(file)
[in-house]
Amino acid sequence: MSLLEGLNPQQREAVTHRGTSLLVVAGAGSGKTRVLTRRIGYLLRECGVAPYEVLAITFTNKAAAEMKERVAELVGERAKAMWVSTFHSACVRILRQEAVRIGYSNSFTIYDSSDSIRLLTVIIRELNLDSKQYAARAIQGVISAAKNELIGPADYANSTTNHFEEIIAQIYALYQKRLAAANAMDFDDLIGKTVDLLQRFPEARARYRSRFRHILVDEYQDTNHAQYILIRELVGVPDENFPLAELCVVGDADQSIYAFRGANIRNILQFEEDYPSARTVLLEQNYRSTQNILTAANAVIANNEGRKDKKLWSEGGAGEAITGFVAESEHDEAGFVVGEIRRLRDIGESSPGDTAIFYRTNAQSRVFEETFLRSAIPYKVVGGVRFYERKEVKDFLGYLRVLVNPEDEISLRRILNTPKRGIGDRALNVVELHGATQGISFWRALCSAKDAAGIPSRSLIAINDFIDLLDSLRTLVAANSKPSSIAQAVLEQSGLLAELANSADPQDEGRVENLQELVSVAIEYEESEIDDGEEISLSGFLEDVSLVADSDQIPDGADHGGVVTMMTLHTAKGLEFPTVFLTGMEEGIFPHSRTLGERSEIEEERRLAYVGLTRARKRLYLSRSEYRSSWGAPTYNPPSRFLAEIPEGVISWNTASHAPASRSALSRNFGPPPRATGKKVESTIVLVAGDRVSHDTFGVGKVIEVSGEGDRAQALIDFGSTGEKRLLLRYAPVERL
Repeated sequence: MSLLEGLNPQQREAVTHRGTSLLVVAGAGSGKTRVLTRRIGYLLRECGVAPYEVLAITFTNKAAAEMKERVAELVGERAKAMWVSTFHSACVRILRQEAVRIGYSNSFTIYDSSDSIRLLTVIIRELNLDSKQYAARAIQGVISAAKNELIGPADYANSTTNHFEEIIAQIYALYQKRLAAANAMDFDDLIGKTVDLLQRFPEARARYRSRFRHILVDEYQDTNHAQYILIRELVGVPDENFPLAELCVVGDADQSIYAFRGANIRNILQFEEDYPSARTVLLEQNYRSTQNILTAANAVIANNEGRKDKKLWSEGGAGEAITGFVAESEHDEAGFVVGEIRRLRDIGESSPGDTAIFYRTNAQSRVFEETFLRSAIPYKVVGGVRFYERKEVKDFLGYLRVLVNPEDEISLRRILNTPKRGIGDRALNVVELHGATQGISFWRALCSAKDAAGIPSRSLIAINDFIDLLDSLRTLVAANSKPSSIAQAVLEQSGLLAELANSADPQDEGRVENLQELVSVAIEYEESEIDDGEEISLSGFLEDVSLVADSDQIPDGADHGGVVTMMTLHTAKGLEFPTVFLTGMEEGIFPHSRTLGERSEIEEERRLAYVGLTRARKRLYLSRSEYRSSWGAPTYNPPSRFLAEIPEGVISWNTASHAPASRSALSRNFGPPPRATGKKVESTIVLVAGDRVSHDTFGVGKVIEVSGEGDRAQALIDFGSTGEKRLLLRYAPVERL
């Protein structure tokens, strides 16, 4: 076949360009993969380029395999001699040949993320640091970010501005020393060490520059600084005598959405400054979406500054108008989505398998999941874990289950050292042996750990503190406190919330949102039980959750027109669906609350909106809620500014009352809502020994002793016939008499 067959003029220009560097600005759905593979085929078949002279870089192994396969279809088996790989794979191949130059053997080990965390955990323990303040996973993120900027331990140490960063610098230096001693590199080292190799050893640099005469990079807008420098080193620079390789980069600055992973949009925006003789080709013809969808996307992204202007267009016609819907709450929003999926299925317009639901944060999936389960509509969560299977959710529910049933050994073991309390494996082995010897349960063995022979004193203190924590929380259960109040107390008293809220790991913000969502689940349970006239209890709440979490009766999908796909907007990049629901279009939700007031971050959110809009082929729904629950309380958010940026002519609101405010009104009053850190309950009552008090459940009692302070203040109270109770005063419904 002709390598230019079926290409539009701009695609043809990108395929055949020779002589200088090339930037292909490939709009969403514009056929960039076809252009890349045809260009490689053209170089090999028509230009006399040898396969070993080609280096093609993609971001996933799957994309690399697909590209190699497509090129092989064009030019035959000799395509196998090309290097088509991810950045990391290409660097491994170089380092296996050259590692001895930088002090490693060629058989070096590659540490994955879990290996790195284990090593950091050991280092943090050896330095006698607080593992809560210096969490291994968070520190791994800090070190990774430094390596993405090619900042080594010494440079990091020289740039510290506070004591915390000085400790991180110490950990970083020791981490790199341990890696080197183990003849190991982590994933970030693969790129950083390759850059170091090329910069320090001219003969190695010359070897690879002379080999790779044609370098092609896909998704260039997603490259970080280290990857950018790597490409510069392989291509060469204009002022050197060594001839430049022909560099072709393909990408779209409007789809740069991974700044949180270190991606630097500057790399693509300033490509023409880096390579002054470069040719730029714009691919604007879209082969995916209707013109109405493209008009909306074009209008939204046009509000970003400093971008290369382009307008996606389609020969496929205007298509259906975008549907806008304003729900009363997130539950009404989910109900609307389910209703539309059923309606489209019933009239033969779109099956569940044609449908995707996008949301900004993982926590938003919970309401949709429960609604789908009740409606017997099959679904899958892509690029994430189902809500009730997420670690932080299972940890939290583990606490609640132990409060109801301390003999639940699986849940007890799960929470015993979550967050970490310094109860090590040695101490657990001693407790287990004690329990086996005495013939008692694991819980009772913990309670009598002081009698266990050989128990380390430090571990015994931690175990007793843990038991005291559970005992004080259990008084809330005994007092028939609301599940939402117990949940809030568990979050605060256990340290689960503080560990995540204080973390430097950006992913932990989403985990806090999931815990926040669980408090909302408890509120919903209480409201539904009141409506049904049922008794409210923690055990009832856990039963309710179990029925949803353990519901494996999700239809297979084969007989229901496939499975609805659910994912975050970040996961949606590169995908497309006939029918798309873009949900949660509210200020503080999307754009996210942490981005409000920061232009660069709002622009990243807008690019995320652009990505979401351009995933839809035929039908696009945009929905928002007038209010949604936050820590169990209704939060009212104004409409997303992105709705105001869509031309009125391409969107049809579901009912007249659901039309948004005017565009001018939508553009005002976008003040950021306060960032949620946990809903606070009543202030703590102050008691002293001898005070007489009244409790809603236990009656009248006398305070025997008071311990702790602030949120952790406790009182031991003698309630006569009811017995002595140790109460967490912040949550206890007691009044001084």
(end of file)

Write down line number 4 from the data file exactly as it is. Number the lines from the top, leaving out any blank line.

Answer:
């Protein structure tokens, strides 16, 4: 076949360009993969380029395999001699040949993320640091970010501005020393060490520059600084005598959405400054979406500054108008989505398998999941874990289950050292042996750990503190406190919330949102039980959750027109669906609350909106809620500014009352809502020994002793016939008499 067959003029220009560097600005759905593979085929078949002279870089192994396969279809088996790989794979191949130059053997080990965390955990323990303040996973993120900027331990140490960063610098230096001693590199080292190799050893640099005469990079807008420098080193620079390789980069600055992973949009925006003789080709013809969808996307992204202007267009016609819907709450929003999926299925317009639901944060999936389960509509969560299977959710529910049933050994073991309390494996082995010897349960063995022979004193203190924590929380259960109040107390008293809220790991913000969502689940349970006239209890709440979490009766999908796909907007990049629901279009939700007031971050959110809009082929729904629950309380958010940026002519609101405010009104009053850190309950009552008090459940009692302070203040109270109770005063419904 002709390598230019079926290409539009701009695609043809990108395929055949020779002589200088090339930037292909490939709009969403514009056929960039076809252009890349045809260009490689053209170089090999028509230009006399040898396969070993080609280096093609993609971001996933799957994309690399697909590209190699497509090129092989064009030019035959000799395509196998090309290097088509991810950045990391290409660097491994170089380092296996050259590692001895930088002090490693060629058989070096590659540490994955879990290996790195284990090593950091050991280092943090050896330095006698607080593992809560210096969490291994968070520190791994800090070190990774430094390596993405090619900042080594010494440079990091020289740039510290506070004591915390000085400790991180110490950990970083020791981490790199341990890696080197183990003849190991982590994933970030693969790129950083390759850059170091090329910069320090001219003969190695010359070897690879002379080999790779044609370098092609896909998704260039997603490259970080280290990857950018790597490409510069392989291509060469204009002022050197060594001839430049022909560099072709393909990408779209409007789809740069991974700044949180270190991606630097500057790399693509300033490509023409880096390579002054470069040719730029714009691919604007879209082969995916209707013109109405493209008009909306074009209008939204046009509000970003400093971008290369382009307008996606389609020969496929205007298509259906975008549907806008304003729900009363997130539950009404989910109900609307389910209703539309059923309606489209019933009239033969779109099956569940044609449908995707996008949301900004993982926590938003919970309401949709429960609604789908009740409606017997099959679904899958892509690029994430189902809500009730997420670690932080299972940890939290583990606490609640132990409060109801301390003999639940699986849940007890799960929470015993979550967050970490310094109860090590040695101490657990001693407790287990004690329990086996005495013939008692694991819980009772913990309670009598002081009698266990050989128990380390430090571990015994931690175990007793843990038991005291559970005992004080259990008084809330005994007092028939609301599940939402117990949940809030568990979050605060256990340290689960503080560990995540204080973390430097950006992913932990989403985990806090999931815990926040669980408090909302408890509120919903209480409201539904009141409506049904049922008794409210923690055990009832856990039963309710179990029925949803353990519901494996999700239809297979084969007989229901496939499975609805659910994912975050970040996961949606590169995908497309006939029918798309873009949900949660509210200020503080999307754009996210942490981005409000920061232009660069709002622009990243807008690019995320652009990505979401351009995933839809035929039908696009945009929905928002007038209010949604936050820590169990209704939060009212104004409409997303992105709705105001869509031309009125391409969107049809579901009912007249659901039309948004005017565009001018939508553009005002976008003040950021306060960032949620946990809903606070009543202030703590102050008691002293001898005070007489009244409790809603236990009656009248006398305070025997008071311990702790602030949120952790406790009182031991003698309630006569009811017995002595140790109460967490912040949550206890007691009044001084």